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In particular I am interested with one specific claim made by Jody Wells Memorial Prize.

Is his claim true and reasonable? I'll explain what I mean by reasonable latter.

The organisers of the Jody Wells Memorial Prize say it hasn't:

The rules for isolation of a retrovirus were thoroughly discussed at the Pasteur Institute, Paris, in 1973, and are the logical minimum requirements for establishing the independent existence of HIV. They are:

  1. Culture of putatively infected tissue.

  2. Purification of specimens by density gradient ultracentrifugation.

  3. Electron micrographs of particles exhibiting the morphological characteristics and dimensions (100-120 nm) of retroviral particles at the sucrose (or percoll) density of 1.16 gm/ml and containing nothing else, not even particles of other morphologies or dimensions.

  4. Proof that the particles contain reverse transcriptase.

  5. Analysis of the particles' proteins and RNA and proof that these are unique.

  6. Proof that 1-5 are a property only of putatively infected tissues and can not be induced in control cultures. These are identical cultures, that is, tissues obtained from matched, unhealthy subjects and cultured under identical conditions differing only in that they are not putatively infected with a retrovirus.

  7. Proof that the particles are infectious, that is when PURE particles are introduced into an uninfected culture or animal, the identical particle is obtained as shown by repeating steps 1-5.

I want to know if the article is misleading, etc.

  1. Was the HIV virus isolated?
  2. Are the 7 rules cited in the competition reasonable? Can scientists do these for other viruses? Or have the authors just created an arbitrarily impossible step to make a point?

For example, say humans can isolate most virus but not HIV, then the claim is reasonable. However, if the 7 rules is equivalent of finding actual photograph of HIV virus hugging Elvis, which is not doable for all other virus or not, then the rules are not reasonable.

While I really want to know whether HIV causes AIDS or not, I am not asking this. I am asking for one of their subclaims that is much easier to verify or check.

To make this clear:

I should clarify that. In this question I am asking a specific claim. The website requires 7 rules to satisfy him that he claimed not to have been full filled. I want to know whether the claim is true and reasonable.

7
  • This is related to, but not an exact duplicate of my old question about Koch's postulates and HIV: skeptics.stackexchange.com/questions/269/…
    – Mad Scientist
    Sep 12 '12 at 6:35
  • 1
    If you really want to know if HIV causes AIDS, why not look at the existing question asking exactly that.
    – Oddthinking
    Sep 12 '12 at 6:54
  • 1
    I don't see that standards from 1973 are too relevant these days. They can sequence the virus, it doesn't matter if it's isolated or not. Mar 12 '15 at 3:14
  • 1
    One more thought here--step #7 is impossible to test ethically as HIV doesn't infect animals in the first place. Jul 19 '16 at 21:26
  • 2
    @LorenPechtel: And "£ 1000 Reward" is a ridiculously low grant for this. The other pages on that site that e.g. claim that "gay lifestyle" is the real cause one tests positive are somewhat obvious bigotry.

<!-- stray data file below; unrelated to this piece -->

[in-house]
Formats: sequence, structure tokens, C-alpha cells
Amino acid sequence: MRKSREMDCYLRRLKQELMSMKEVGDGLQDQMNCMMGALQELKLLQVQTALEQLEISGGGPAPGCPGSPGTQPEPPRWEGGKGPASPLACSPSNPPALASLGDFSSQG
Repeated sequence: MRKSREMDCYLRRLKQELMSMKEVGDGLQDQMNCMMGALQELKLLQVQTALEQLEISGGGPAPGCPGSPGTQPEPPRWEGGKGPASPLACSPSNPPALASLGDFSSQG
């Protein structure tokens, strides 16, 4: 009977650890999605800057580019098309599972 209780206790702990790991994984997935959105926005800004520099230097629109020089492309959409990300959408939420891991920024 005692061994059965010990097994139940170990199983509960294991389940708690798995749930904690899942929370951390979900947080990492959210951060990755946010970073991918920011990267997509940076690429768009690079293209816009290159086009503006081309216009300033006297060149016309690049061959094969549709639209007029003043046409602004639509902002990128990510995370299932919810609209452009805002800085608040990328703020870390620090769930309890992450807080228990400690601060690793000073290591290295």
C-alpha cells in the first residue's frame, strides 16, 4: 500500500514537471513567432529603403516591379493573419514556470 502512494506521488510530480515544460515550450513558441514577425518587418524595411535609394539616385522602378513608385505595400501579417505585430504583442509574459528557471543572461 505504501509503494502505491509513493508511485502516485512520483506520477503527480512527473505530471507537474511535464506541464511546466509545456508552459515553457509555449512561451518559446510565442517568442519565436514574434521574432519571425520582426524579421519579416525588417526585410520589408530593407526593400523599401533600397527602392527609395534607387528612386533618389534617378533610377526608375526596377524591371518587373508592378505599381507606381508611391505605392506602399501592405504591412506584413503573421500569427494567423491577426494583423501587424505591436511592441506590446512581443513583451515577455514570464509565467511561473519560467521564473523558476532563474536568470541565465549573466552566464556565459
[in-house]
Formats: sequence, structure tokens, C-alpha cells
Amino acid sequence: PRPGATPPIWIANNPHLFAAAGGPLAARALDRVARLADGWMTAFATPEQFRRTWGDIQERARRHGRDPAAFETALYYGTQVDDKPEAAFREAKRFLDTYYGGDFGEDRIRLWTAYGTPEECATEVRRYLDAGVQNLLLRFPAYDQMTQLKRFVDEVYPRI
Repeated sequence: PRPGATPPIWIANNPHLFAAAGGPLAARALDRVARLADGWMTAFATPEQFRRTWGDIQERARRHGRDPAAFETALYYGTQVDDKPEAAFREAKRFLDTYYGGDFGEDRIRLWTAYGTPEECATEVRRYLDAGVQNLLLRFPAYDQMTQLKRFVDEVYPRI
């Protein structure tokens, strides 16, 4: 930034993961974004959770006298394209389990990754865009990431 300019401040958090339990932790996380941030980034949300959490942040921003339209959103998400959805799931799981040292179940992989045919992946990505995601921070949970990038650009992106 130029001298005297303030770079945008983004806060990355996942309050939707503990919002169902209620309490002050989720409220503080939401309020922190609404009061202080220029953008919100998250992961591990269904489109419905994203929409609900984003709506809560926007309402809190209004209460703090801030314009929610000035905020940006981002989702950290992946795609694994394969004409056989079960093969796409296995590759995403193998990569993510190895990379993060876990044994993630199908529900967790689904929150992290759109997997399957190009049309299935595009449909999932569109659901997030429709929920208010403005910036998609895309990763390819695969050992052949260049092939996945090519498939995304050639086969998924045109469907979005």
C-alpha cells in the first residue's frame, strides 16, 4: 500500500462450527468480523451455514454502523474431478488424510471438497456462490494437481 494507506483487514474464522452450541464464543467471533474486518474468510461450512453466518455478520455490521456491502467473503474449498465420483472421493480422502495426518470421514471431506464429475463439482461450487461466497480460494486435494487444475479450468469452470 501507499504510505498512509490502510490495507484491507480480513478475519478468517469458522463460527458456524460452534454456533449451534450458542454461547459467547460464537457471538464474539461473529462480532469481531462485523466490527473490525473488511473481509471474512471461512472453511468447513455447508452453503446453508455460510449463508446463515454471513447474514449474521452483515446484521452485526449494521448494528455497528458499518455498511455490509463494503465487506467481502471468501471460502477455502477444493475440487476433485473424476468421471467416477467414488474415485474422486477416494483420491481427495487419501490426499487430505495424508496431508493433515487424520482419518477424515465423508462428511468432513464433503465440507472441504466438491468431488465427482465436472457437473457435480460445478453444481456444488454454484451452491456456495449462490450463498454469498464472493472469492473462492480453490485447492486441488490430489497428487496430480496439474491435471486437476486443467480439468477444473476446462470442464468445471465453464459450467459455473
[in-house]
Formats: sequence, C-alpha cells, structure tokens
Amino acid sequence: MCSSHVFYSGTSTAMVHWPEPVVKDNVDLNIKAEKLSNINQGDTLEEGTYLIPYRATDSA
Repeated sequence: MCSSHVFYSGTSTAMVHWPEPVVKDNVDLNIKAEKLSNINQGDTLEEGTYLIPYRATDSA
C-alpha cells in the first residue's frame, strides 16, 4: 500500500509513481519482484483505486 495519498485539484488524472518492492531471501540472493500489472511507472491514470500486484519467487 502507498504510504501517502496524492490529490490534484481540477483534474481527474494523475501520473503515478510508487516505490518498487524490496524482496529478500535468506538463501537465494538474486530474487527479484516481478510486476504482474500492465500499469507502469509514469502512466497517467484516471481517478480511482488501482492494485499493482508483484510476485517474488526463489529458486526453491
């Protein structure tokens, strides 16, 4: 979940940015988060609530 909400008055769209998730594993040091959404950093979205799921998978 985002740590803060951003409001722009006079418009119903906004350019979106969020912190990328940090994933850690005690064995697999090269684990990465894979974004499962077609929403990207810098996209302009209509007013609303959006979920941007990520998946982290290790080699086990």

– Fizz
    Jan 18 at 13:53
19

This article mentions that

HIV-1 transmission in humans results most commonly from virus exposure at mucosal surfaces (1). For practical reasons, it has been impossible to identify and characterize by direct analytical methods HIV-1 at or near the moment of transmission, yet it is this virus that antibody or cell-based vaccines must interdict.

Which would seem to imply that the strict rules shown in the question have not been satisfied.

However in this paper the methods section contains subsections on:

  1. Virus and cell culture
  2. Endogenous RT assay (Reverse Transcriptase)
  3. Sucrose gradient analysis
  4. Electron microscopy

Which seems to satisfy the majority of the requirements. They don't show re-infection of a human host with the cultured virus particles, but that would hardly be ethical to carry out! (And might not happen even if you did, due to the virus being grown in vitro for several generations, the virus might have lost the ability to infect in vivo.)

6

There's actually a paper published only one year after the other answer "Catching HIV ‘in the act’ with 3D electron microscopy", which I think satisfies some of the imaging requirements.

enter image description here

Of course the infection is demonstrated in a isolated cell

enter image description here

enter image description here

enter image description here

0

The question is really a restatement of Koch's postulates - which is a way of proving that a particular agent causes a disease.

http://en.wikipedia.org/wiki/Koch%27s_postulates

These are steps 1,2,6,7 in the question, and it is reasonable to ask if these steps have been done.

The last step is done frequently by infecting T lymphocytes (e.g Jurkat cells) in the lab. No human needs to be infected, just the cells in culture.

for example paper doing this at

http://www.ncbi.nlm.nih.gov/pmc/articles/PMC1797449/

good search terms are:

culture Jurkat HIV

1
  • Please include content from the links in your answer so visitors don't have to follow links to understand your answer.
    – Joe W
    Jan 25 at 15:40

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